Peter Szopo of Erste Asset Management -
The private insurance sector in Central and Eastern Europe has been a growth sector. Since 2000, gross premiums written (GPW) in CEE plus Turkey have been growing more than twice as fast on average as in Europe’s developed insurance markets. However, with GPW of less than €40bn, the sector’s total size is still small, corresponding, for example, to less than a quarter of the German or the French insurance markets. After the financial crisis, growth has turned choppy, with total premium volumes occasionally shrinking in recent years.
The investment case for insurance in the transition countries – as it was perceived 15-20 years ago – was pretty straightforward: The insurance sector in the region was massively underdeveloped; economic growth was likely to exceed growth in mature Europe; and insurance had been globally a growth sector for decades. The forecast, therefore, that the private insurance business in CEE would emerge as a growth sector was not a particularly bold proposition – and it turned out right.
Not fully recovered
After the financial crisis, however, the private insurance sector in CEE has struggled to regain momentum. In almost all transition countries, total GPW in 2014 was below previous highs. Exceptions were Slovakia and – outside the circle of transition countries – Turkey, with the latter benefitting from stronger economic growth in general and better demographic trends.
The reasons for the slowdown, and in some cases growth reversal, were manifold. First, across Europe the financial sector including insurance has not fully recovered from the 2008 crisis. Also in Western Europe many insurance markets declined in recent years, including the British, Dutch and Swedish markets as well as – less surprisingly – insurance markets in the southern periphery. Second, like their more developed peers, insurance markets in CEE suffered from low interest rates and sluggish economic growth. Third, in some markets – eg. Hungary, Czech Republic and Turkey – premium growth expressed in hard currency simply slowed due to currency weakness. Finally, also tax issues and poor regulation in places like Romania put a lid on growth.
CEE insurance stocks lag Western peers
The sector’s weakness in recent years is also reflected in the performance of insurance stocks exposed to the region or major markets in the region. While the European insurance index (Bloomberg: SXIP) doubled over the past five years, the key insurance plays in the CEE region posted a more pedestrian performance. Only PZU, the Polish incumbent, showed a gain over the past five years, although it was modest (4.5% pa) compared with the European sector index. Moreover, recently the stock came under pressure as the management signalled a switch to a more acquisitive growth strategy.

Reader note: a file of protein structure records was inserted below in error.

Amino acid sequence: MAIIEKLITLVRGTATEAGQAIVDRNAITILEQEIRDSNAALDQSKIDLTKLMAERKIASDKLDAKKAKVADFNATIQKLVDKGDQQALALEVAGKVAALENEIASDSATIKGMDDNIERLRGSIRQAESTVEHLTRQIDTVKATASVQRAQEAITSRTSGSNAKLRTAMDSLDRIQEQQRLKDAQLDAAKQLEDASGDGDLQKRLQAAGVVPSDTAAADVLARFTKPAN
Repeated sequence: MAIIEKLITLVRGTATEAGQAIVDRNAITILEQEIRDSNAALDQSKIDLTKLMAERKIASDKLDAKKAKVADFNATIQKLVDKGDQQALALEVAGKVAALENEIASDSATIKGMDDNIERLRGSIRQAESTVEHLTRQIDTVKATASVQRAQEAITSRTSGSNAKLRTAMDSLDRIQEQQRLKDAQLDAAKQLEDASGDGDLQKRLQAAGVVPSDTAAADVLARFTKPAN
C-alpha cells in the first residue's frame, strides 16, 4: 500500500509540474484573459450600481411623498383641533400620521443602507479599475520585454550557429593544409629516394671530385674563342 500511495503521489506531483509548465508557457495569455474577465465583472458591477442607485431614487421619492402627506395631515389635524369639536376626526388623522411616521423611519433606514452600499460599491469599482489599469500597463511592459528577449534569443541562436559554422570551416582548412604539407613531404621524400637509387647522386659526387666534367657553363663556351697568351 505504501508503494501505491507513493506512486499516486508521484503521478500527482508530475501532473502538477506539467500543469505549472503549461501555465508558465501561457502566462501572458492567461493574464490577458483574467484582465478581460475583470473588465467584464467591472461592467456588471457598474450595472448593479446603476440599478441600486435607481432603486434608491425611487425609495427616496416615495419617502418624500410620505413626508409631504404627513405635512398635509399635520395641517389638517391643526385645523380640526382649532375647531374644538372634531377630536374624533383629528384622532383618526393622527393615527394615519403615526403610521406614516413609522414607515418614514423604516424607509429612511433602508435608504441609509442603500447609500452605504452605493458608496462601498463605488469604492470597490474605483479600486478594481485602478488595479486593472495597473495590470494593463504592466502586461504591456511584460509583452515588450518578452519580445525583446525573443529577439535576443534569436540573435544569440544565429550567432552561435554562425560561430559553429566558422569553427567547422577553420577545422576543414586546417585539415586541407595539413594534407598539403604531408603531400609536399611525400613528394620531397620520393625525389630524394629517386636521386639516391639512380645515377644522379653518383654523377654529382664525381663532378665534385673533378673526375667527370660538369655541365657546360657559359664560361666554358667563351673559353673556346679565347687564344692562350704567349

Turkish insurers, on average, posted moderate gains in local currency, which were eaten up by the lira’s weakness against the euro, though. The two Austrian insurers, with operations across the region, performed differently. VIG, the leading player across the entire region in terms of GPW, moved sideways after being hit by problems in its Italian and Romanian operations. (Disclosure: Erste, the owner of Erste Asset Management, is the main distribution partner of VIG in Austria and CEE). Uniqa Group, majority owned by Raiffeisen, lost 40% over five years, reflecting an unstable management history and a lack of focus, and only recently has managed to turn around. The stock’s recent outperformance may also have been supported by sell-side speculation that the company could be a takeover target. This might not be without substance. Currently only two of the European majors have a meaningful presence in the region – Allianz with GPW of €4.2bn including Russia and Turkey, and Generali (€3.3bn excluding Turkey and Russia) – and, in addition, Raiffeisen, Uniqa’s majority owner, may want to bolster its own capital base.
Despite its recent softness, fast growth will eventually return to the insurance sector in CEE. The gap between insurance penetration and insurance intensity – to focus on the two most widely used metrics – in Western Europe and in CEE plus Turkey is simply too big to be sustainable going forward. For example, GPW to GDP is well above 7% in Europe, on average, which is twice as high as in Poland and the Czech Republic, and five times as high as in Turkey and Romania. Cyclical factors can delay the process of catching up, but with growing income and wealth in CEE and Turkey, and a rising middle-class, the structural trend will continue regardless.
That said, the fragmented nature of the insurance business in the region limits its attraction for the big players. Presently only three markets – Poland, Turkey and the Czech Republic – achieve an annual premium income of more than €5bn. At the same time, in the Balkans and Baltics size as well as regulatory and other local particularities make it difficult for international operators to reach an efficient scale.
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